Whenever I travel to another country, one of my favorite things to read about is the cultural practices that may be surprising to Americans (e.g. how late people show up to things, what topics to avoid in conversation, etc). The Atlantic has an interesting article about how guidebooks in other countries portray the US. Some of our practices look rather silly when written out:
When invited to a meal in a private home it is considered polite for a guest to ask if they can bring anything for the meal, such a dessert, a side dish, or for an outdoor barbecue, something useful like ice or plastic cups or plates. The host will usually refuse except among very close friends, but it is nonetheless considered good manners to bring along a small gift for the host. A bottle of wine, box of candies or fresh cut flowers are most common. Gifts of cash, prepared ready-to-serve foods, or very personal items (e.g. toiletries) are not appropriate.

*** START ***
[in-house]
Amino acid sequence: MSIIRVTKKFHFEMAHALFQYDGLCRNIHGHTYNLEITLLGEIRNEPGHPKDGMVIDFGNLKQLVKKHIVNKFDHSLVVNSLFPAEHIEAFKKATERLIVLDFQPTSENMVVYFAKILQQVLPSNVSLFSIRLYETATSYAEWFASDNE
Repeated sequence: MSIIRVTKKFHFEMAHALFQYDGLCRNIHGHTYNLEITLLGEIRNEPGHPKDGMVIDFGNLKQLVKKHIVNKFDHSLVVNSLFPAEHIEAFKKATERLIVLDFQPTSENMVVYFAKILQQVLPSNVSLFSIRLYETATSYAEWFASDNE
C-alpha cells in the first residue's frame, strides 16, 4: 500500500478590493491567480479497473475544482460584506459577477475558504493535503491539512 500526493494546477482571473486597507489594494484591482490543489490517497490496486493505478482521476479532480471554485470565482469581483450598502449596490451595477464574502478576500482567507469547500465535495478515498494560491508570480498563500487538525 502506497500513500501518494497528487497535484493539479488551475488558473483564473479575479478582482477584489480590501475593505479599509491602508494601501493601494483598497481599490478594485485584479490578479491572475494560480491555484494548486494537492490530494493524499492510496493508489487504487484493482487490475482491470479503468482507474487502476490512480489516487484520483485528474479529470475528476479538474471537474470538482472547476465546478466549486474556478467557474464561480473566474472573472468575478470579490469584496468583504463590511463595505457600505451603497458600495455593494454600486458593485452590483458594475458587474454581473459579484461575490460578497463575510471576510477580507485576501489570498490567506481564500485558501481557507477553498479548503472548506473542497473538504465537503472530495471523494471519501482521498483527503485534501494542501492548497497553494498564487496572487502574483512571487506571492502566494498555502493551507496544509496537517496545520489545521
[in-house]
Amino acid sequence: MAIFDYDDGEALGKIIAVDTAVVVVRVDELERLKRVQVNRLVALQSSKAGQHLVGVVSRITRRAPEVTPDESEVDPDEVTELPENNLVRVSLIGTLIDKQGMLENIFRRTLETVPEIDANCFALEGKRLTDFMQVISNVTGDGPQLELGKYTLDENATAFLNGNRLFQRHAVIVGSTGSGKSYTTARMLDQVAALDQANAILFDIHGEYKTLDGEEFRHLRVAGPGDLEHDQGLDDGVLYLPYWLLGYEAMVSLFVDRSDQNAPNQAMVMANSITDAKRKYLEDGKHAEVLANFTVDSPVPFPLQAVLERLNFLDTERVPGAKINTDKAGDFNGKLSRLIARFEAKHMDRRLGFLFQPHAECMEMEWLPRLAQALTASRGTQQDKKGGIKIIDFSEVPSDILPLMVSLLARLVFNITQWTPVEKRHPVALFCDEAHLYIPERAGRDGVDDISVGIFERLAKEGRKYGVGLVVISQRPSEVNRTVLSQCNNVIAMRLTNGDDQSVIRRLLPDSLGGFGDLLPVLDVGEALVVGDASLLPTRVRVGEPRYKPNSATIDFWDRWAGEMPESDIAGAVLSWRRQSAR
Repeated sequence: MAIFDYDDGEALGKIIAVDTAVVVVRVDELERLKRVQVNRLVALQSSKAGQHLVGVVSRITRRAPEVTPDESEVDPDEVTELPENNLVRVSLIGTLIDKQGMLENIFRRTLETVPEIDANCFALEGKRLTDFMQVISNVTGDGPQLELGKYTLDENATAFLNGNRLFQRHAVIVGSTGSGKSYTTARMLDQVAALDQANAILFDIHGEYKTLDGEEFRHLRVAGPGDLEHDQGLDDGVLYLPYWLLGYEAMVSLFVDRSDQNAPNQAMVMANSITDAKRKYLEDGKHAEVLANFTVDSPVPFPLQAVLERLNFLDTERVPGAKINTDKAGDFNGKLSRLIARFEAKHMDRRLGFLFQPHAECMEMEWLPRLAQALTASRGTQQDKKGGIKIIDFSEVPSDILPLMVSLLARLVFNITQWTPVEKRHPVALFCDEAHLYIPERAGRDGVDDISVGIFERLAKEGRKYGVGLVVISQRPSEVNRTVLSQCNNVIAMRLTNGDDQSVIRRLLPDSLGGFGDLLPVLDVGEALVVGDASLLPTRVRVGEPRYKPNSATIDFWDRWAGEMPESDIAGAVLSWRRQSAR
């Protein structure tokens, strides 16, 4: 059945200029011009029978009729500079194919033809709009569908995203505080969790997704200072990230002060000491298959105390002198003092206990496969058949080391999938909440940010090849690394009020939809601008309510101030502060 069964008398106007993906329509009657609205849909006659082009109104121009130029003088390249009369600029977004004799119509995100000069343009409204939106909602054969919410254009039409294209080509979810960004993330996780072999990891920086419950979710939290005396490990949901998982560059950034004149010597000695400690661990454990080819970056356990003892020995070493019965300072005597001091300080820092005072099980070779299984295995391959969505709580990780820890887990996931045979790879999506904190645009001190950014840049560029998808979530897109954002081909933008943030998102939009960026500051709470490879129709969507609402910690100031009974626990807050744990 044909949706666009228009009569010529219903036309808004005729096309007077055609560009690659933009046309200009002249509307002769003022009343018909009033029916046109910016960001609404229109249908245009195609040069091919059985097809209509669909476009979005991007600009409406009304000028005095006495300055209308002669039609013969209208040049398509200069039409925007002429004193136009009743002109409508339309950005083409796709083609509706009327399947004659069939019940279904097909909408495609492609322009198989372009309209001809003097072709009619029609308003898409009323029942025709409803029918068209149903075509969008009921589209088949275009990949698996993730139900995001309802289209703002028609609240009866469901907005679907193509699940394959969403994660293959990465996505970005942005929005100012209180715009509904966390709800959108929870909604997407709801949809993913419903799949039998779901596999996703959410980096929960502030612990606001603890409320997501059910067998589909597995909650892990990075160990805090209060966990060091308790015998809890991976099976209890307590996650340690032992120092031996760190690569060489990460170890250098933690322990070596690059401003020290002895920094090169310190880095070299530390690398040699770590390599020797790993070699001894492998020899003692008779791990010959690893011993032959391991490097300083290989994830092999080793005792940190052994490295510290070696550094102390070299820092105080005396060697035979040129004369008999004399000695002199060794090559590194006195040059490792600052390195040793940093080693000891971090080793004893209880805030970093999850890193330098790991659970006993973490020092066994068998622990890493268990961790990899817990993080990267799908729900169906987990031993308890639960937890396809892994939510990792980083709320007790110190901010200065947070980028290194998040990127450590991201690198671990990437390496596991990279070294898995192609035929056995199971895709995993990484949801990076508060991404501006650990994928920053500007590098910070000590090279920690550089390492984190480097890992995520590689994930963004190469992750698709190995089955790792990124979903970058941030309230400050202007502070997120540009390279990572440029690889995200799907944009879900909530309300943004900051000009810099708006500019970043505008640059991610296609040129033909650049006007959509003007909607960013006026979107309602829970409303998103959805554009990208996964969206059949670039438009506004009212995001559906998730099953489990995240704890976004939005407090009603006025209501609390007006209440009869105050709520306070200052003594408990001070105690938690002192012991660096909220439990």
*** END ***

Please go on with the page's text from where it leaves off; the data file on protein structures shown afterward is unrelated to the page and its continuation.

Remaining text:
Also, Quora users were asked the question What facts about the United States do foreigners not believe until they come to America? which got responses on similar subjects. One thing someone found surprising:
Immediate check and taking away empty plates. For me this was incredibly rude as back home you never take the empty plates before everyone who’s dining has finished their meals. Also, back home one asks for the check, so when waiters bring you the check here without you asking can feel very much like you’re being rushed.
The inverse phenomenon always takes some getting used to in other countries. The biggest surprising thing for me in Germany/Austria/Czech Republic was their distaste for tap water. In Munich, the water comes from the Bavarian Alps and is certainly drinkable, but it’s almost never served. For a country that seemed to be doing so many green things, their dependence on bottled water was a surprising omission.